Pooling resources

THE ongoing Aquarena saga took another turn when the council announced the proposed £22million budget for the new pool would have to be slashed by £5million.

According to my sources at Worthing Swimming Club, the initial plans, to be built on the site of the existing paddling pool and Peter Pan's playground, included the provision of a main, 25-metre, eight-lane competition pool, with a variable depth facility and gallery seating for 250 spectators.

In addition, there would have been a second pool for diving and general teaching.

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Unfortunately, due to a breakdown of the development of the Grafton Road site, the council said there was a shortfall, hence the budget cut.

The revised plan has a leisure pool and a six-lane, 25-metre pool with no variable depth, just a deep and shallow end.

The seating has been cut to 85, and whilst the current pool has car parking for 85 spaces, aside from six disabled spaces, there will be no provision for parking.

The irony of the new plan is that despite, at 17million, perhaps the biggest capital outlay in the council's history, my source at the swimming club state the council would be better served keeping the existing pool, with all its ongoing problems, because it would still be a better option than the new pool.

Durham Council has just built a state-of-the-art pool complex, on which the Worthing one is apparently modelled, re-iterated by the fact a delegation from Worthing Borough Council and the architects flew up to the north east, funded by the good old council tax payer, to look at it.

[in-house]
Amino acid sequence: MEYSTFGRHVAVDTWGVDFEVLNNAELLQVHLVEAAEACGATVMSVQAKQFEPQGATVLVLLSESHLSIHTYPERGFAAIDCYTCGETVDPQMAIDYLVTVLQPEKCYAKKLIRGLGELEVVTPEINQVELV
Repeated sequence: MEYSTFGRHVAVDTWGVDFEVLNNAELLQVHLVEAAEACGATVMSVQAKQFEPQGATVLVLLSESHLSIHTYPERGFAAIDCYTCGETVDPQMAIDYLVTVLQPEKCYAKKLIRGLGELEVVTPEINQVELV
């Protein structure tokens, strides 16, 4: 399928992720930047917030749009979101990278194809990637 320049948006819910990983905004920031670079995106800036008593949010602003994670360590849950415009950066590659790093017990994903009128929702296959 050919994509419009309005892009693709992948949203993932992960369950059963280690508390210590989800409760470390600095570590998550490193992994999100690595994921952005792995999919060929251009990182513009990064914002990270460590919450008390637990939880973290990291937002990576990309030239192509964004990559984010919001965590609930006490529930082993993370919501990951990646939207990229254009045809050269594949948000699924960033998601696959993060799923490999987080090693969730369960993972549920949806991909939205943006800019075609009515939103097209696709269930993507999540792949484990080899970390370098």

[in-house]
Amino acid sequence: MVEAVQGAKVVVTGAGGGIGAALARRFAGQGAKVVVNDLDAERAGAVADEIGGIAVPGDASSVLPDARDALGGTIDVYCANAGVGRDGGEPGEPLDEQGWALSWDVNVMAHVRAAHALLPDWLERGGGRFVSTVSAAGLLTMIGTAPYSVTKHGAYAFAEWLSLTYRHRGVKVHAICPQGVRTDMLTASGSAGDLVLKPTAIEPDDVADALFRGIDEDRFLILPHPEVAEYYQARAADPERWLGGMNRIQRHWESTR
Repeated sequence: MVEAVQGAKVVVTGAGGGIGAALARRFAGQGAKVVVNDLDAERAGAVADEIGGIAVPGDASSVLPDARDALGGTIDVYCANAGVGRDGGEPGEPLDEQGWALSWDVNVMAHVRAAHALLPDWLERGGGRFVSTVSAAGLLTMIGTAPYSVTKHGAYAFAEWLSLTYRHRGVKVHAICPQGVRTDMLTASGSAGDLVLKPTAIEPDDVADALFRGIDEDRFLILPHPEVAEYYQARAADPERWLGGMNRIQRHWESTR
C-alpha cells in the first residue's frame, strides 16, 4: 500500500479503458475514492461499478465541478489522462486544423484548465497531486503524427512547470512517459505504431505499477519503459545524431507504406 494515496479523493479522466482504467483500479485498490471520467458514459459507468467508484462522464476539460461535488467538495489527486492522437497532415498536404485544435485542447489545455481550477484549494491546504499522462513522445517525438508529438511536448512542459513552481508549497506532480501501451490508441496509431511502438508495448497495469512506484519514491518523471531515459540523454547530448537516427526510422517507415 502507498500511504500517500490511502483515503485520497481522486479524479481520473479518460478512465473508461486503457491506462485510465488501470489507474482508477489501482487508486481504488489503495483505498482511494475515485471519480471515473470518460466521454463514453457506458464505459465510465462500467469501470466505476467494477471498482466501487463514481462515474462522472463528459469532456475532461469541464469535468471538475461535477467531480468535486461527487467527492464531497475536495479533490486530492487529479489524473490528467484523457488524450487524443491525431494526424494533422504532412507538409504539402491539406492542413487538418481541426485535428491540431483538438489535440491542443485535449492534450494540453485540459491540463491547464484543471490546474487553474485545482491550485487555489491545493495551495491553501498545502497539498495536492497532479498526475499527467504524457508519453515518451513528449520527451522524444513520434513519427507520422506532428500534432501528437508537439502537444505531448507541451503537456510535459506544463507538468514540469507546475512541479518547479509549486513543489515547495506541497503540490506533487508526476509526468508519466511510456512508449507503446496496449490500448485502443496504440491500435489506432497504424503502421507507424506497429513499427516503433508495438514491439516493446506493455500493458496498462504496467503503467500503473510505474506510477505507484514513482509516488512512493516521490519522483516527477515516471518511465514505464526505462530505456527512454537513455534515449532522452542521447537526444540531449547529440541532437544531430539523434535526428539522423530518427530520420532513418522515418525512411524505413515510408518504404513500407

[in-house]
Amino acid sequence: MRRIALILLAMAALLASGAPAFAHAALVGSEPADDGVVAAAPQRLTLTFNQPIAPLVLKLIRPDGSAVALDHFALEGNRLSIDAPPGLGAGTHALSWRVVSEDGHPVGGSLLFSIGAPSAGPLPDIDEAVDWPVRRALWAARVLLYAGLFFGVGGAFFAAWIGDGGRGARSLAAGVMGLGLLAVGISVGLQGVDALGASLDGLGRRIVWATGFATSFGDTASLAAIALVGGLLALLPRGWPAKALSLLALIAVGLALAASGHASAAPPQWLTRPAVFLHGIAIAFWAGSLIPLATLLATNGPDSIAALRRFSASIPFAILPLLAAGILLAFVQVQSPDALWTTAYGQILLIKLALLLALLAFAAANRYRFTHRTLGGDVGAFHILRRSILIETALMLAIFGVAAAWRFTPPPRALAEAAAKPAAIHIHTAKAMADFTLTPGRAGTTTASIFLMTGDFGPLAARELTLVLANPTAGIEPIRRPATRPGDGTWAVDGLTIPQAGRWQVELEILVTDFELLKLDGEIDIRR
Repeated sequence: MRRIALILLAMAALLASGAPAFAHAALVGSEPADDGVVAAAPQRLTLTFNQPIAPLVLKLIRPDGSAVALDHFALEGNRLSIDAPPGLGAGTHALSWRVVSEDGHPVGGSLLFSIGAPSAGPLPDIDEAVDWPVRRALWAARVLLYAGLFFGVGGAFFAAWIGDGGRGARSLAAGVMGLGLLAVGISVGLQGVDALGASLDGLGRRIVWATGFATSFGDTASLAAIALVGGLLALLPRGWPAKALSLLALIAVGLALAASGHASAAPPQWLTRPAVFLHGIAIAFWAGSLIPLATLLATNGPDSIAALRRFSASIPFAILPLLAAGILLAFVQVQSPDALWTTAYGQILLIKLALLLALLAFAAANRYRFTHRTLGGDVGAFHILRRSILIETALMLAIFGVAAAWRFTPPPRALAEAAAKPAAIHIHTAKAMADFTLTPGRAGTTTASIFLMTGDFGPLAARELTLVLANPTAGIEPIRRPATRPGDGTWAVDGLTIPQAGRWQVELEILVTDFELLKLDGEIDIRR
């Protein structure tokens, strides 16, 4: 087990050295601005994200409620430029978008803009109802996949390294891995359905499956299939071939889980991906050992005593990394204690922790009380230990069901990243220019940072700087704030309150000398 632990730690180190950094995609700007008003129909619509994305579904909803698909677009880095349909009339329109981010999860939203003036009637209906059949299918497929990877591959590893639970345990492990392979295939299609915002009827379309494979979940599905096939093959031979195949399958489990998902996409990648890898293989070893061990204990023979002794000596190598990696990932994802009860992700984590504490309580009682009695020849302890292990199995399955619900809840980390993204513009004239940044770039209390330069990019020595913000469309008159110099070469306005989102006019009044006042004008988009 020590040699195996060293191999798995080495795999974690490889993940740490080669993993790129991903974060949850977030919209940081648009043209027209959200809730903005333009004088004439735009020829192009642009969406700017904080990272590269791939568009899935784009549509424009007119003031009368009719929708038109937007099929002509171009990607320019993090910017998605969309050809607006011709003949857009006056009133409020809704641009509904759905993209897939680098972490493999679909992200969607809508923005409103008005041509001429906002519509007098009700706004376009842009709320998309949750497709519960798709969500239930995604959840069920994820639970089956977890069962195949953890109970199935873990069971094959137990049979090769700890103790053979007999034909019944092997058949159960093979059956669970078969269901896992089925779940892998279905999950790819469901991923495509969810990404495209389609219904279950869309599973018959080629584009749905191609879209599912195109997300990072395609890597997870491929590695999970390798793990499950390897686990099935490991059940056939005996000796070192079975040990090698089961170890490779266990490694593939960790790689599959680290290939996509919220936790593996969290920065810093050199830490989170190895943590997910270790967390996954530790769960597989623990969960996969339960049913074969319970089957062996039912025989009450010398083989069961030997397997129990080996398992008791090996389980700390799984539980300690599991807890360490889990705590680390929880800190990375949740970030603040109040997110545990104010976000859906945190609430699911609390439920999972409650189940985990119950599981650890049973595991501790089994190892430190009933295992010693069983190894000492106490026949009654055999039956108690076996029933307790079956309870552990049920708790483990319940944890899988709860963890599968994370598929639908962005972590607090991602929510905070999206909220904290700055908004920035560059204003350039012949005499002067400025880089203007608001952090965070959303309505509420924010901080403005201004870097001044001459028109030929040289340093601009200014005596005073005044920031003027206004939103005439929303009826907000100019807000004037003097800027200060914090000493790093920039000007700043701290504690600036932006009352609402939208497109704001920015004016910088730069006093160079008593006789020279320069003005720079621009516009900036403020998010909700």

All well and good until you discover the Durham project cost 12million in total.

Now, I know there is the issue of the north/south divide, but is 5million extra stretching the point?

In fact, how far north should we class Watford, as they recently built a pool complex along the lines of the "new Aquarena" alongside a brand-spanking, new leisure centre '“ and the whole cost came to 12.5million.

Why are the people of Worthing being saddled with not only an alleged inferior pool to our existing one, but at several million pounds over what other councils are paying around the country?

Clearly, there are two sides to every story, so I look forward to the relevant councillor replying to the points raised in this column.

And by way of a sub-plot to this issue, can anyone at the council tell me why Worthing Swimming Club is the only swimming club in Sussex charged VAT by the local authority from which they hire their relevant pool?

Again, my sources at the club, which caters on a weekly basis for more than 400 local members of all ages, inform me the council wrote to them in May, 2007, to tell them that, due to the council exceeding their VAT allowance, they would have to start making the charge.

Are the large number of other councils actually wrong in what they are doing?

Ian Hart's comment is published in the Herald series every Thursday


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